Construction methods have been changing rapidly, resulting in changes in the types of structures being built and the way they’re built. In a recent webinar, Blake Douglas, Applied Software Director of Construction Services, talked about some remarkable tech developments taking place in the construction industry.
Most of us are aware of the big push for prefabrication, especially in plumbing, electrical and HVAC trades. In addition, modular processes – whether it’s roughed-in wall panels or full rooms – reduce jobsite rework and improve quality. Following are some other cutting-edge developments that are modernizing a traditionally cautious and conventional industry:
- 3D-printed buildings are being constructed around the world, reducing labor costs and shortening schedules.
- The use of drones has been doubling every year, and they are being used on jobsites for welding, data collection, remote monitoring, security surveillance, and photography.
- Augmented reality and virtual reality technologies both enable a deeper look inside the construction project, whether it’s using the 3D model to visualize what is located inside walls or overlaying the 3D model on a representation of the physical jobsite environment.
- Robotics are being used on jobsites to perform dangerous and repetitive tasks. Industrial exoskeletons are already being utilized to reduce effort, decrease fatigue and enhance the strength of workers, particularly in lifting, stooping, bending, and reaching.
Since long-term maintenance of a building is a significant expense, there has been a shift in the types of materials used in construction. More and more owners are interested in sustainability achieved by “green” construction. Some of the more innovative materials Blake Douglas mentioned were:
- Tesla solar roof tiles, which have a low-profile appearance and look like a typical roof with slightly reflective shingles.
- Smart-Glass that automatically adjusts its light transmission according to the amount of sunlight or shade needed in a room.
- Self-healing concrete of three types containing:
- Calcium lactate plus long-lived bacteria that are activated to synthesize limestone when exposed to water vapor.
- Spores of the fungus Trichoderma reesei, which can secrete cellulose-based polymers, referred to as nature’s prestressed concrete.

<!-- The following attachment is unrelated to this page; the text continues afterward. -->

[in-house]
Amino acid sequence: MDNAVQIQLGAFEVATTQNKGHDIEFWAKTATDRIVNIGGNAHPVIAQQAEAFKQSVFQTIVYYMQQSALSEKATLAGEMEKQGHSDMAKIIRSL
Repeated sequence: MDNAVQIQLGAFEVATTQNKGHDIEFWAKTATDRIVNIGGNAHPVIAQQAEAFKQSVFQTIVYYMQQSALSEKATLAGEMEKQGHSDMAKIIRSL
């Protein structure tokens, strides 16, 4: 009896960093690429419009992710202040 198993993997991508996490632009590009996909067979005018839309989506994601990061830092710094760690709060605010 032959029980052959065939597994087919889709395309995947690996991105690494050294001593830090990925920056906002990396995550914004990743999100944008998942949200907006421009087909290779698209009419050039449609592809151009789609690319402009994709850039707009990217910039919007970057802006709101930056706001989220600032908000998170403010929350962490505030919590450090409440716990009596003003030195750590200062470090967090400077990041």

- Sodium silicate in capsule form, which is released when cracks develop. A calcium-silica-hydrate gel results, which heals the crack as it hardens over the span of about a week.
Three notable developments for the future of infrastructure construction are:
Harvesting kinetic energy – Founded in 2009, London-based Pavegen is developing kinetic floor tiles that can convert the energy of people walking on them into electricity – 3 joules of energy per footstep. Pavegen technology is already in use in England, Germany, United Arab Emirates, Mexico, and the U.S.
Solar roads – Roadways paved with a solar surface could capture an astounding amount of energy. Based in Sandpoint, Idaho, Solar Roadways® is developing intelligent modular paving panels that will produce clean, renewable energy. The plan is to enable charging of electric vehicles, first on solar parking lots and then on highways.
Permeable concrete – Highly porous concrete can be used to pave locations where it’s beneficial to limit stormwater runoff. Rainwater can pass through the concrete and soak into the soil, providing the additional benefit of groundwater recharge.
If you need a partner to help you navigate through the cutting-edge construction methods coming to a jobsite near you, contact Applied Software today. The experts of Applied will help you investigate the solutions that are right for your company.
Join the Digital Agility Summit the afternoon of January 21, 2021 to unite with peers and industry leaders and learn specific, real-world ways to navigate through the fast-paced technology changes.